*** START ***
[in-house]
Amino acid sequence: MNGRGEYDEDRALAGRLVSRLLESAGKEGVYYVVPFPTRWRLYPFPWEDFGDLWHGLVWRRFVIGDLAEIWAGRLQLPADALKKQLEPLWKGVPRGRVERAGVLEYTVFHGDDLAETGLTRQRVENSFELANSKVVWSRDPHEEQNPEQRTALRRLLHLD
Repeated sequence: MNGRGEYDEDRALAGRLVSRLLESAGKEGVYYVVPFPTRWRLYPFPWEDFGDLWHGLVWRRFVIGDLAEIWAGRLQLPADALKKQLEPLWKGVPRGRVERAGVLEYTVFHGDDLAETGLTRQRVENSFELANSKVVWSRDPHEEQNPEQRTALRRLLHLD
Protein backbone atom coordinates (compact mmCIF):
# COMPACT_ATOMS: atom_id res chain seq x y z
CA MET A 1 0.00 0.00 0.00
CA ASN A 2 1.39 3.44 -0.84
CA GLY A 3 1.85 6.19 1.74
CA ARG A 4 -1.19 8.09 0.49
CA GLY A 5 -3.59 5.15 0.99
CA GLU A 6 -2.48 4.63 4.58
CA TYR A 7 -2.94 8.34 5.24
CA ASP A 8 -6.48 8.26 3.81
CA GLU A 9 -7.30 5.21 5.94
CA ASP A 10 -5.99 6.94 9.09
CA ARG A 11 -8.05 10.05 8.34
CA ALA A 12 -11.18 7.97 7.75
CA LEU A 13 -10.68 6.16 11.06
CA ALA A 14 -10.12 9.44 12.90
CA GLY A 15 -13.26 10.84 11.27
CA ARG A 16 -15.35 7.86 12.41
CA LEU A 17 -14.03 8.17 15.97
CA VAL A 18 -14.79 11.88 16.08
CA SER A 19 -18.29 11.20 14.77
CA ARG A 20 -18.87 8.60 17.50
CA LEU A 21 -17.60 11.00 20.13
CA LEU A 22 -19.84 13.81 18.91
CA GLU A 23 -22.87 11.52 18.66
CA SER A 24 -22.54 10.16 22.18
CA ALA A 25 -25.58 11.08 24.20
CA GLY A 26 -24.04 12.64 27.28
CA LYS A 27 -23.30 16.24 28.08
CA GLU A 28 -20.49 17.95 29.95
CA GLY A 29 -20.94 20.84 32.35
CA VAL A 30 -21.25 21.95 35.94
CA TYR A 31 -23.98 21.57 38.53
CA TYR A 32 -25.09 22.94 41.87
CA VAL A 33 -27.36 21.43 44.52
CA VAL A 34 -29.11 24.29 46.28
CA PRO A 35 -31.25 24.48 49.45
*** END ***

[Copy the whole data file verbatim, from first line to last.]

[in-house]
Amino acid sequence: MNGRGEYDEDRALAGRLVSRLLESAGKEGVYYVVPFPTRWRLYPFPWEDFGDLWHGLVWRRFVIGDLAEIWAGRLQLPADALKKQLEPLWKGVPRGRVERAGVLEYTVFHGDDLAETGLTRQRVENSFELANSKVVWSRDPHEEQNPEQRTALRRLLHLD
Repeated sequence: MNGRGEYDEDRALAGRLVSRLLESAGKEGVYYVVPFPTRWRLYPFPWEDFGDLWHGLVWRRFVIGDLAEIWAGRLQLPADALKKQLEPLWKGVPRGRVERAGVLEYTVFHGDDLAETGLTRQRVENSFELANSKVVWSRDPHEEQNPEQRTALRRLLHLD
Protein backbone atom coordinates (compact mmCIF):
# COMPACT_ATOMS: atom_id res chain seq x y z
CA MET A 1 0.00 0.00 0.00
CA ASN A 2 1.39 3.44 -0.84
CA GLY A 3 1.85 6.19 1.74
CA ARG A 4 -1.19 8.09 0.49
CA GLY A 5 -3.59 5.15 0.99
CA GLU A 6 -2.48 4.63 4.58
CA TYR A 7 -2.94 8.34 5.24
CA ASP A 8 -6.48 8.26 3.81
CA GLU A 9 -7.30 5.21 5.94
CA ASP A 10 -5.99 6.94 9.09
CA ARG A 11 -8.05 10.05 8.34
CA ALA A 12 -11.18 7.97 7.75
CA LEU A 13 -10.68 6.16 11.06
CA ALA A 14 -10.12 9.44 12.90
CA GLY A 15 -13.26 10.84 11.27
CA ARG A 16 -15.35 7.86 12.41
CA LEU A 17 -14.03 8.17 15.97
CA VAL A 18 -14.79 11.88 16.08
CA SER A 19 -18.29 11.20 14.77
CA ARG A 20 -18.87 8.60 17.50
CA LEU A 21 -17.60 11.00 20.13
CA LEU A 22 -19.84 13.81 18.91
CA GLU A 23 -22.87 11.52 18.66
CA SER A 24 -22.54 10.16 22.18
CA ALA A 25 -25.58 11.08 24.20
CA GLY A 26 -24.04 12.64 27.28
CA LYS A 27 -23.30 16.24 28.08
CA GLU A 28 -20.49 17.95 29.95
CA GLY A 29 -20.94 20.84 32.35
CA VAL A 30 -21.25 21.95 35.94
CA TYR A 31 -23.98 21.57 38.53
CA TYR A 32 -25.09 22.94 41.87
CA VAL A 33 -27.36 21.43 44.52
CA VAL A 34 -29.11 24.29 46.28
CA PRO A 35 -31.25 24.48 49.45